5 Butchery In Blaviken
One of Geralt's recurring monikers is the Butcher of Blaviken, even though the events that led to this title are never really discussed in detail in the game series. Geralt earned this name as he was in the town of Blaviken and encountered a feud between the sorcerer Stregobor and the exiled bandit princess Renfri.
Geralt decided not to take sides in this fight, although each of them asked for his aid. However, when he learned that Renfri was planning on ordering her gang to murder townspeople in the market square until Stegobor gave himself up, he acted first, killed all the bandits – including Renfri – before they could harm anyone. The people, who were ignorant of the danger they'd been in, saw only the slaughter, and from that day onward Geralt was known as the Butcher of Blaviken.
4 Meeting Yennefer
Geralt met the sorceress Yennefer when he and his friend, the bard Dandelion, had gotten in trouble dealing with a Djinn. Dandelion had been gravely injured; therefore, upon hearing that a sorceress was nearby, Geralt barged into Yennefer's chambers to ask for help.
This initial meeting was rocky, with Yennefer throwing a spell at Geralt, who used a witcher sign to ward it off. As they continued to work together and saw more of each other, the two of them fell deeply in love.
3 Fates Entwined
Geralt's and Yennefer's fates have been conjoined for a very long time, as is briefly touched upon in an optional side quest in The Witcher 3: Wild Hunt. As mentioned above, they first met when Geralt was trying to deal with a rogue Djinn. He had, by accident, bound the Djinn to himself and had already used two of his three wishes. While the genie could not harm Geralt, the final confrontation saw the Djinn trying to kill Yennefer.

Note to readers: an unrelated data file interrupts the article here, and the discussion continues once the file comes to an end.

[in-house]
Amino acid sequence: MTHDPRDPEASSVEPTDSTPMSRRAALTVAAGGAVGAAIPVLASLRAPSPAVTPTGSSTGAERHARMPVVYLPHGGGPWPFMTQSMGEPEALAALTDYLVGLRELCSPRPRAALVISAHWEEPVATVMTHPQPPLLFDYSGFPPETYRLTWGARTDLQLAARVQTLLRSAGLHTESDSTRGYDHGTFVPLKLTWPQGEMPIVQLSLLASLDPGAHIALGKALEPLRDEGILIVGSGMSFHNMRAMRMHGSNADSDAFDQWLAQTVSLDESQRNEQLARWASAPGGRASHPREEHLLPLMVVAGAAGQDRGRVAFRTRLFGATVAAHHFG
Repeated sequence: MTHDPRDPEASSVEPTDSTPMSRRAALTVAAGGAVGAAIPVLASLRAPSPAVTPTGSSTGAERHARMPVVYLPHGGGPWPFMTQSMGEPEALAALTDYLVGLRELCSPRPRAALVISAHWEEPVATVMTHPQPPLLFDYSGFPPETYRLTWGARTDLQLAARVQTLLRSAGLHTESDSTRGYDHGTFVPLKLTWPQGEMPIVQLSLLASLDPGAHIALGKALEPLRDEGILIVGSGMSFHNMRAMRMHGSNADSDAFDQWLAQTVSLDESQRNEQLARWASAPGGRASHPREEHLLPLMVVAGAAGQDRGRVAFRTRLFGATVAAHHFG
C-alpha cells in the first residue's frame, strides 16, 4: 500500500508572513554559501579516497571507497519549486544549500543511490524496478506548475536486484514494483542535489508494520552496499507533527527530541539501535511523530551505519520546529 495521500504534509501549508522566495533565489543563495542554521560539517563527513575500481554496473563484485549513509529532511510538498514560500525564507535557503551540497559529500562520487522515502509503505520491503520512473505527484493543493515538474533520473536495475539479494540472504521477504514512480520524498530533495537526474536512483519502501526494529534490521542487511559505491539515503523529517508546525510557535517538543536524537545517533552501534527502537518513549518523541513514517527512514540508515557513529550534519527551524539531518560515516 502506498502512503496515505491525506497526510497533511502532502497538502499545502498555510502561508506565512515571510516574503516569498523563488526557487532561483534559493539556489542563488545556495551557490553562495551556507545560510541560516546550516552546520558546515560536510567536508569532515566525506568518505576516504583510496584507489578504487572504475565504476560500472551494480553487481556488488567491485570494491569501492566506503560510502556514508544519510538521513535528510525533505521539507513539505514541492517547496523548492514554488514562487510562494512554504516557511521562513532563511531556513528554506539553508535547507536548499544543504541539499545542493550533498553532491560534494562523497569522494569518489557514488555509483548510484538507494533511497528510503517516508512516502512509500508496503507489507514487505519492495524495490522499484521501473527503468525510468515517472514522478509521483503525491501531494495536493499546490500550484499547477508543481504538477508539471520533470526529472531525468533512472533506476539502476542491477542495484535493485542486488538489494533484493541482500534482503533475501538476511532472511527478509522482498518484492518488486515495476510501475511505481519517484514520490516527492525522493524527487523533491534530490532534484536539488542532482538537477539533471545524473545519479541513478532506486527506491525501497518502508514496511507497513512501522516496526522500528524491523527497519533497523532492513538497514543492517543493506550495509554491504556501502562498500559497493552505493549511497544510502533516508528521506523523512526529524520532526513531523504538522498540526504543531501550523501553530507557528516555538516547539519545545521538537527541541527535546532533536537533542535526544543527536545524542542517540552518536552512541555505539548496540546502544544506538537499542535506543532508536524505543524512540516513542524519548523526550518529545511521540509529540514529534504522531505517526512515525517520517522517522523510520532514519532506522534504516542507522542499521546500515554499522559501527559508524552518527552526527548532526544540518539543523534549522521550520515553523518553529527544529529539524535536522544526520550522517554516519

To save Yennefer, Geralt used his last wish to entwine his and Yennefer's fates, ensuring the Djinn could not hurt her without hurting him. With this wish made, the Djinn returned to its own world while Geralt and Yennefer were forever bound together.
2 The Child Of Surprise
One element from the Witcher books that seldom shows up much in the games is the "Law of Surprise." This is an ancient tradition where, if invoked, means a debt must be paid with the first thing the debtor finds at home but did not expect. Usually, the result is a child.
It is through this Law that Geralt met his surrogate daughter Ciri, as the protagonist saved her father from death and, for his reward, revoked the "Law of Suprise." Ciri’s mother was already pregnant with her. This simple act once again bound Geralt to destiny; years later, he and Ciri would form a close, familial bond.
1 The Hunt For Ciri
Those who have played The Witcher 3: Wild Hunt know that the vast majority of the game is spent searching for Ciri in order to protect her from the Wild Hunt, led by Eredin and his Red Riders. However, looking for Ciri is something that has happened before, albeit with slightly lower, less apocalyptic stakes.
In the books, Ciri is being hunted by various parties who either want to kill her, manipulate her power, or force her to marry the emperor of Nilfgaard (who was also her father). Stuck in the middle is Geralt of Rivia and his allies, whose goal is much the same as it is in the games: Find Ciri and protect her from those who would bring her harm. It is this bond between Geralt and Ciri that forms the basis for much of Geralt's story, both within the games and without.